He honestly had no idea what the police were thinking. From what he understood, the detectives seemed to think that his father had killed his mother and brother, before killing himself. Which made no sense to him. The police had also told him that his father had been shot from further away, so how were they expecting that he could have killed himself.

Everyone on Briar Road knew exactly what was going on, that they had a serial killer in their midst, and someone was specifically targeting them. Yet the police were convinced that his father had been behind the killings.

Xavier had no idea if that was true or not, but he knew for a fact that the deaths were not over yet. He was starting to get a little more than slightly paranoid about his safety, and the safety of his daughter. He couldn't stand it if his little moon was hurt by the sociopath who was killing everyone on the street.

He hid a small sigh, knowing that it was useless to ask questions. Everyone publicly agreed with the police, blaming his father for the deaths. But that didn't answer the question that he knew everyone else was thinking. Why would his father kill those people? What was in it for him? Vier knew that his father wouldn't waste time with things like this, unless he felt as if he had no choice, or, perhaps, he got something out of it.

That still did not explain who had killed his father in the first place. It was extremely frustrating that he was unable to leave his daughter alone in her room. Nothing could hurt her if he was there, or he hoped. It hurt his heart to think that his little one might be safer with someone else, but there was no one else that would watch her.

He had begged Eliza's parents to take primary custody of Lunette for the next year, just long enough for him to be able to leave this place. They had just laughed at him, and denied the little girl. Eliza's parents blamed both him and Luna for her death. As for Cyrus, his son who hadn't gotten a chance to take his first breath, he kept quiet about the boy. The only people who knew about the little boy was himself, the police, and the ME who had taken Eliza in the first place.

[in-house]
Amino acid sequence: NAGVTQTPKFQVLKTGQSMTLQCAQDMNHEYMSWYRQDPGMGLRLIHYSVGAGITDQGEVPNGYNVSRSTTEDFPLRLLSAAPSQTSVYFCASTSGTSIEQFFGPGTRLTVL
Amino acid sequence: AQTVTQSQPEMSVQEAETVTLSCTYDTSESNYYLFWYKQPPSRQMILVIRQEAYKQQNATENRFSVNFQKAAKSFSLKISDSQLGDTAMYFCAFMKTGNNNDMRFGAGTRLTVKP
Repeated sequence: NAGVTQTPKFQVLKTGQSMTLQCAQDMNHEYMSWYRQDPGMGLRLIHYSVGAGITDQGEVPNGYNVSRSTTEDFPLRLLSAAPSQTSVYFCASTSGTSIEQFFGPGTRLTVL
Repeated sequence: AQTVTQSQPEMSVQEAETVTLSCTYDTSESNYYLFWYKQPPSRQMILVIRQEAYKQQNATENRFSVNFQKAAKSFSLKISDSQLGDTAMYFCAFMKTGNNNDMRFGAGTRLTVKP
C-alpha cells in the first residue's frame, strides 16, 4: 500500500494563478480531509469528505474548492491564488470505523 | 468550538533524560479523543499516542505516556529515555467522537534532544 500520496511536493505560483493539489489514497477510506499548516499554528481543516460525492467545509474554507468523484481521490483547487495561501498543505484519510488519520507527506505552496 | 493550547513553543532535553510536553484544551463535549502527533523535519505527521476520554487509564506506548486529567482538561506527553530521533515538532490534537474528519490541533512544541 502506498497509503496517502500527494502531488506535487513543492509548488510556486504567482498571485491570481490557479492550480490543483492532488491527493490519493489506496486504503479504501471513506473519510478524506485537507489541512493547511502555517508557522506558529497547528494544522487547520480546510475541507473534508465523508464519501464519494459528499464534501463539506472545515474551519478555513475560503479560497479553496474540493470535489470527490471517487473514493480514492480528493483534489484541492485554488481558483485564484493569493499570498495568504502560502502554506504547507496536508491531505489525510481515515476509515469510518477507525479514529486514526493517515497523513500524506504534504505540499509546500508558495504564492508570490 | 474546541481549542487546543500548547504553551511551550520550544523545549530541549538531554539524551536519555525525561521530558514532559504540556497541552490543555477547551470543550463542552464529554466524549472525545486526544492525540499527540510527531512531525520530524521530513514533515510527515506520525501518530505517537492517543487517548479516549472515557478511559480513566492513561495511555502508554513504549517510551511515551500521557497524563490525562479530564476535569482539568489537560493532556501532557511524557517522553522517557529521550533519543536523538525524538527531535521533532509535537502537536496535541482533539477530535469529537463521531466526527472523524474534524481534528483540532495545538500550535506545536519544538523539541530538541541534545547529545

His own family was dead, and while he and Eliza had friends, none of them had bothered staying in touch after she had died. It was partly his fault, as he had practically dropped everything to try and take care of his daughter. He hadn't even thought of having friends or gaining new ones after Eliza died. The only people he bothered interacting with were his clients, most of which he never even met.

That left him with two choice, neither of which was good. He could give up Lunette for adoption, and hope that she was left with a family who would treasure her. Or, he could keep her by his side, hoping beyond belief that she wouldn't be further traumatized by this street. He knew that he would never be able to do the first, as he knew just how dangerous it could be for children. No one wanted damaged children, and no one would want to put in the work to try and heal his little moon.

Not that he thought she was damaged, she was just special, and hurt. He hoped by the time she was a little bit older that she would forget those horrifying hours she spent alone. He couldn't bear to think of her being hurt forever. No, he wouldn't allow it, even if he had to put her in therapy. He wasn't sure how effective it would be when she was so small, but if it helped, then that was what he would do.